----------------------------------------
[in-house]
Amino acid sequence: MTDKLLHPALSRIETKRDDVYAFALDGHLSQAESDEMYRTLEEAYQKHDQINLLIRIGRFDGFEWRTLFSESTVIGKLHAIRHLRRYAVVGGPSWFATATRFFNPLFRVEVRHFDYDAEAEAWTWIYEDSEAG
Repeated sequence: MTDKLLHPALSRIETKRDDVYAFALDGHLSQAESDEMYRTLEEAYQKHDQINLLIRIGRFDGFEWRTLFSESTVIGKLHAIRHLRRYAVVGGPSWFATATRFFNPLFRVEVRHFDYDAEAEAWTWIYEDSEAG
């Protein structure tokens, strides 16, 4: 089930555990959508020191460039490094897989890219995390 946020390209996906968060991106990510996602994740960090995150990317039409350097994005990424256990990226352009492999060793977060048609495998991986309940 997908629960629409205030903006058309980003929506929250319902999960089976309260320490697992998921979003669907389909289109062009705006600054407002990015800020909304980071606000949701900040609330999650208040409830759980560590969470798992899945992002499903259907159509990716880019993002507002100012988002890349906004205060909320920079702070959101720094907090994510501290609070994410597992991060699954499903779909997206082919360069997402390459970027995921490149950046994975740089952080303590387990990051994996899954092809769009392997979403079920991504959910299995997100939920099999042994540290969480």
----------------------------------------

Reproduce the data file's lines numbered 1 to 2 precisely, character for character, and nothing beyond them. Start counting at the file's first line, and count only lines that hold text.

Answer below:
[in-house]
Amino acid sequence: MTDKLLHPALSRIETKRDDVYAFALDGHLSQAESDEMYRTLEEAYQKHDQINLLIRIGRFDGFEWRTLFSESTVIGKLHAIRHLRRYAVVGGPSWFATATRFFNPLFRVEVRHFDYDAEAEAWTWIYEDSEAG